by Denise Mattia
When the young woman at the ferry terminal in St. Maarten sold me a ticket to Anguilla she remarked, “It’s a very quiet place.” Later, while disembarking from the ferry , I faced a panoramic view of a cloudless blue sky against an island of blazing white sand floating on an opalescent sea and wondered, was there anything to do here?
Brochures have a formula for this query: “Replenish your body, relax your mind and rejuvenate your spirit, adding that Anguilla’s resorts offer exceptional spas in which to do this. “Take in a few art galleries, make a fascinating excursion to our undersea world, then dance to world- or island beats under the stars.”. I learned that Anguilla is, in fact, full of possibilities and big on song and soul.
The “Anguilla brand,” as it became known, was hailed for what it has (remember those beaches) as opposed to what it doesn’t have – cruise ships, casinos, all-inclusives and shopping malls.
Starting from no more than 33 gorgeous beaches and congenial surroundings in the 1980s, Anguilla rose to become one of the world’s premiere low-volume, high-value luxury destinations for celebrities and the affluent. Over the last 25 years, government administrations have encouraged investors to develop the island.
Plans happened slowly at first and The Malliouhana Hotel and Spa at Meads Bay, with 44 rooms and suites (www.malliouhana.com), and Cap Juluca at Maunday’s Bay (recently refurbished under new ownership), with 70 rooms and suites and six pool villas (www.capjuluca.com), are two resorts that led the way. One new high-end tourism resort came on the scene during the 1990s. CuisinArt Golf Resort & Spa at Rendezvous Bay opened its doors in 1999, with 98 suites and private villas with pools, (www.CuisinArtResort.com). Viceroy Anguilla, an exquisite beachfront resort situated on 35 acres of lush tropical foliage, is the only resort on Anguilla situated on two beaches: Barnes Bay and Meads Bay.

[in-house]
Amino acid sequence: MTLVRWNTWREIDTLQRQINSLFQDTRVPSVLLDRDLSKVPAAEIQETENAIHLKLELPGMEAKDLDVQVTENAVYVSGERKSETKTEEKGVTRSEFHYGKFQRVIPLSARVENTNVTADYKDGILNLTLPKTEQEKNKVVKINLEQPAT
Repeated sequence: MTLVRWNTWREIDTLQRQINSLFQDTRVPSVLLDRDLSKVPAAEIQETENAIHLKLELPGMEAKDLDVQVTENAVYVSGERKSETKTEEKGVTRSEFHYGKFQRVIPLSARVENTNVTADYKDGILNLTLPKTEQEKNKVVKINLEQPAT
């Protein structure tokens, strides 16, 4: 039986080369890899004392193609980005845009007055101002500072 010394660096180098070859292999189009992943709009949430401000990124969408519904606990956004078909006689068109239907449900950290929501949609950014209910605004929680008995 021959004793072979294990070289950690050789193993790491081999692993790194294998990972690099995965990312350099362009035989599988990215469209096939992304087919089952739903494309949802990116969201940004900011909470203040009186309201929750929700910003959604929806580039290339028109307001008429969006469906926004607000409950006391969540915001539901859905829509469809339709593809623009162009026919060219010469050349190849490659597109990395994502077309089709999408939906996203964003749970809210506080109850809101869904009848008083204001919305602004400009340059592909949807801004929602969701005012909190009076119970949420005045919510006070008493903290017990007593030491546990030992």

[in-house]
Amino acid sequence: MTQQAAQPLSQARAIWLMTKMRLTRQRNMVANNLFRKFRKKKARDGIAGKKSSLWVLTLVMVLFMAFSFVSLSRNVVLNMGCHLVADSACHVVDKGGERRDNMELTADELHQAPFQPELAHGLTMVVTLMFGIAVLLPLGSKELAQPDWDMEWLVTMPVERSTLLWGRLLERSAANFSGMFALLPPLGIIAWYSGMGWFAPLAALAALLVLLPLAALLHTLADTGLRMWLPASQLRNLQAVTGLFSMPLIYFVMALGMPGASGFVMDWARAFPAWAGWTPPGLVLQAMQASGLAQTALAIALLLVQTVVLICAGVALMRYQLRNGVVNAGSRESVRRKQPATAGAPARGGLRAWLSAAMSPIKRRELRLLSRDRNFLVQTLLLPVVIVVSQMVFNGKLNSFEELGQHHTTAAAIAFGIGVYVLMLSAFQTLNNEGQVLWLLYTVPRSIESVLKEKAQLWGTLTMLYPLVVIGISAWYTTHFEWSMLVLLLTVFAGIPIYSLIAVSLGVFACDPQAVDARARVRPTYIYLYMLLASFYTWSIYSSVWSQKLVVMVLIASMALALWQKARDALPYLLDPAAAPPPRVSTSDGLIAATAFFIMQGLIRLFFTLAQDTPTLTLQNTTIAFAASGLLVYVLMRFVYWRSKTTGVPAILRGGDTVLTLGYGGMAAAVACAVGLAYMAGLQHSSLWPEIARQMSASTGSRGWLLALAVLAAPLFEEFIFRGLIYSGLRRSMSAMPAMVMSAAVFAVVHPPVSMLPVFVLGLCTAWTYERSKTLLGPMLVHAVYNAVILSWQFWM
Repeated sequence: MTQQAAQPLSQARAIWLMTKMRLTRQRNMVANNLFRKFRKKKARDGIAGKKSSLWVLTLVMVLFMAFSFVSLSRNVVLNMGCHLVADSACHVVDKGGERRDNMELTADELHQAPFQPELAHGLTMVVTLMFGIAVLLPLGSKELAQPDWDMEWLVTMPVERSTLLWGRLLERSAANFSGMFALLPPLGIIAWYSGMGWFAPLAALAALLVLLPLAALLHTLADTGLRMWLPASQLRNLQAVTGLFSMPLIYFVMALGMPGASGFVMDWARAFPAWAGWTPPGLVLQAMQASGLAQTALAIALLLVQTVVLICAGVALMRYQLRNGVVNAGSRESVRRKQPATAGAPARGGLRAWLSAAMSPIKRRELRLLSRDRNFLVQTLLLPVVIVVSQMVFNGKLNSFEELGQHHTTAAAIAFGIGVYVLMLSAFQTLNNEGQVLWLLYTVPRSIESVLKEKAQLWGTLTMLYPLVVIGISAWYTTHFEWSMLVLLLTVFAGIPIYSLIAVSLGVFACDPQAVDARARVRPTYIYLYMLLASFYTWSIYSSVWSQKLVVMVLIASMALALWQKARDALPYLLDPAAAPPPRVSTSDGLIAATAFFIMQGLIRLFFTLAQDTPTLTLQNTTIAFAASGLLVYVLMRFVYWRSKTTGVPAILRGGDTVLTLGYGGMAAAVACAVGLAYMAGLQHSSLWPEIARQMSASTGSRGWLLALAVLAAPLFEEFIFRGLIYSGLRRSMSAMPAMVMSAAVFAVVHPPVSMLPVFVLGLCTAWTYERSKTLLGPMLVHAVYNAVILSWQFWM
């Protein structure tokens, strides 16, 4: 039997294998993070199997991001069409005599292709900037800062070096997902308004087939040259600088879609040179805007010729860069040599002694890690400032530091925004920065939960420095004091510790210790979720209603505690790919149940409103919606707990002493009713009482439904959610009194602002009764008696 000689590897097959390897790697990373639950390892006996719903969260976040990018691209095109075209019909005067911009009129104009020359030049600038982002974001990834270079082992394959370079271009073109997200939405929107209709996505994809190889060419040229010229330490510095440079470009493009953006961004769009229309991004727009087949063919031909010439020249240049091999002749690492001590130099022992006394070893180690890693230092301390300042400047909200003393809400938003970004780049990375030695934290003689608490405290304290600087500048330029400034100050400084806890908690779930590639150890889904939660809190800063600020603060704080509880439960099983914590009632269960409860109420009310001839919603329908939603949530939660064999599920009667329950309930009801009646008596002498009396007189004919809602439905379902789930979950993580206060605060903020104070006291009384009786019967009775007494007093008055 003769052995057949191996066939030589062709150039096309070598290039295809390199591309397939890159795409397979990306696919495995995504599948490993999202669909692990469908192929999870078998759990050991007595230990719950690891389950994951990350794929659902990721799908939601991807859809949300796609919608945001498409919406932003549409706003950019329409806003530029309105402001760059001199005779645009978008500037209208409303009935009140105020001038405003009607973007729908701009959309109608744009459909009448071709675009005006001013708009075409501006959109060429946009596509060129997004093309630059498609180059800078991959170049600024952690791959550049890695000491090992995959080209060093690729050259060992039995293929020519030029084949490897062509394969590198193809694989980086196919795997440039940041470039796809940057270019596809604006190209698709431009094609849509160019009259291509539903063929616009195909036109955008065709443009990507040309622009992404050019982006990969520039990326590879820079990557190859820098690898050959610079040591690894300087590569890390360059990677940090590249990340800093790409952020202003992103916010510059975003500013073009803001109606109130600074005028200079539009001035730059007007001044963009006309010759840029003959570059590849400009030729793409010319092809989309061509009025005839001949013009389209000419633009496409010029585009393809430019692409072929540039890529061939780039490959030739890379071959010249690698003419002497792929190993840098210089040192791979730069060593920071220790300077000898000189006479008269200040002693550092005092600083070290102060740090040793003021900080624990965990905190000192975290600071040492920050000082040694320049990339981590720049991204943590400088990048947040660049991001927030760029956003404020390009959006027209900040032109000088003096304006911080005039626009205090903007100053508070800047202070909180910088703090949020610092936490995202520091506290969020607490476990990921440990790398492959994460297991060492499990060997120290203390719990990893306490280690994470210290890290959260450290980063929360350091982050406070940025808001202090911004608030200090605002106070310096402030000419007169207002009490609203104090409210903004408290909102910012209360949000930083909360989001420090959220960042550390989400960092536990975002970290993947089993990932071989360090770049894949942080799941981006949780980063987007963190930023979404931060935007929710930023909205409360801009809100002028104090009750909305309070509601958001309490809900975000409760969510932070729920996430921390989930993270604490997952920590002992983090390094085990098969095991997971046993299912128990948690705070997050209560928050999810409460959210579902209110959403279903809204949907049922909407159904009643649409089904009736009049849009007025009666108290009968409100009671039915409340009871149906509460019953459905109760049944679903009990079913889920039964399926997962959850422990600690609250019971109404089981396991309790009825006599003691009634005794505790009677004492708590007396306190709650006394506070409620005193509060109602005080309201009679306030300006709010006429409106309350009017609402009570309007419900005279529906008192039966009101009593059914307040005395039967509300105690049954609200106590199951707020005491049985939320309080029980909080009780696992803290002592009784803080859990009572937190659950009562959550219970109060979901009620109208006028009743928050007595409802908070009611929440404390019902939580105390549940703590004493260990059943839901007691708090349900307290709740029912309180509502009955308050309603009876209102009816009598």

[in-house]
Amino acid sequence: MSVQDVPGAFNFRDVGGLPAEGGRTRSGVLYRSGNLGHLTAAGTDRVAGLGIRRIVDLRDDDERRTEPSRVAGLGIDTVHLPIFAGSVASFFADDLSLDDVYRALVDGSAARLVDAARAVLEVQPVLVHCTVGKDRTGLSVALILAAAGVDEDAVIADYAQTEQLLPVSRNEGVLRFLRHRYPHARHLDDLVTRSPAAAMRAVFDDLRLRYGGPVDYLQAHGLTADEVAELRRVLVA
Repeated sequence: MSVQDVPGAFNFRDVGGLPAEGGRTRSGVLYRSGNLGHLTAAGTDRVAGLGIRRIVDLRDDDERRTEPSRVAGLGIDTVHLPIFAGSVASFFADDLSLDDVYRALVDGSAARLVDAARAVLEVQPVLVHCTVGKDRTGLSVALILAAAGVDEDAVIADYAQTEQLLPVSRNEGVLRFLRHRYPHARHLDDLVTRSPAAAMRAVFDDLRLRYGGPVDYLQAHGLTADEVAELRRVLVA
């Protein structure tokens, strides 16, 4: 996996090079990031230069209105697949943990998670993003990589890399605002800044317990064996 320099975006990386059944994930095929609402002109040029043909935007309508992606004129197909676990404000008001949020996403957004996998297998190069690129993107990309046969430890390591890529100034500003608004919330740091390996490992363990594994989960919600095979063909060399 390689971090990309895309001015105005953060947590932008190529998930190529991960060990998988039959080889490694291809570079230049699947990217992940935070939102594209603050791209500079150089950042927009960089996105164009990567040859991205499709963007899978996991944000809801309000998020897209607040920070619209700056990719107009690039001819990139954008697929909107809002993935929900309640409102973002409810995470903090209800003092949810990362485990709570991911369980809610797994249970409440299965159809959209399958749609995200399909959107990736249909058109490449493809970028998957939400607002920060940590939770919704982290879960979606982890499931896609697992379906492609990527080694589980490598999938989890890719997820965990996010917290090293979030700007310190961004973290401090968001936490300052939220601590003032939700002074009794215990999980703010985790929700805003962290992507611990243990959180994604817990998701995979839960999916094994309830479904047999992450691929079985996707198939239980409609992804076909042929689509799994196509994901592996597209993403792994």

A Fiscally Positive Environment
In 2002, the government instituted a fiscal stabilization plan to stimulate economic activity. Agreements were finalized with private developers for multimillion-dollar investments in tourism projects. Resorts like the intimate, impeccably landscaped, home-away-from-home Paradise Cove, located near Cove Bay Beach, opened with 29 suites (www.paradise.ai). Other openings included the “affordably chic” Ku (formerly the Shoal Bay Beach Hotel), with 27 suites (www.KuAnguilla.com), the Cove Castles Resort at Shoal Bay West (www.covecastles.com), the Frangipani Beach Resort at Meads Bay, with 18 rooms and suites (visit www.frangipaniresort.com), the Carimar Beach Club, a condo hotel also at Meads Bay, with 24 apartments for people who want to maintain a “feel” for the island (www.carimar.com) and the Arawak Beach Inn beside Island Harbor, with 17 guestrooms at a reasonable price (www.arawakbeach.com).
Specials Worth Noting
The Allamanda Beach Club is offering a 25% discount on its rate for two guests staying five nights. Included are a continental breakfast, a one-day car rental and a one-hour massage for two. The rate applies through December 14, 2008 (www.allamanda.ai). The escape package at the stunning Ku includes four nights’ accommodation for two, continental breakfast daily, two dinners, a massage for two, a bottle of wine upon arrival, taxi transfers and use of the Petit Spa and Gym. Rates begin at $1,392 per night based on double occupancy (www.KuAnguilla.com).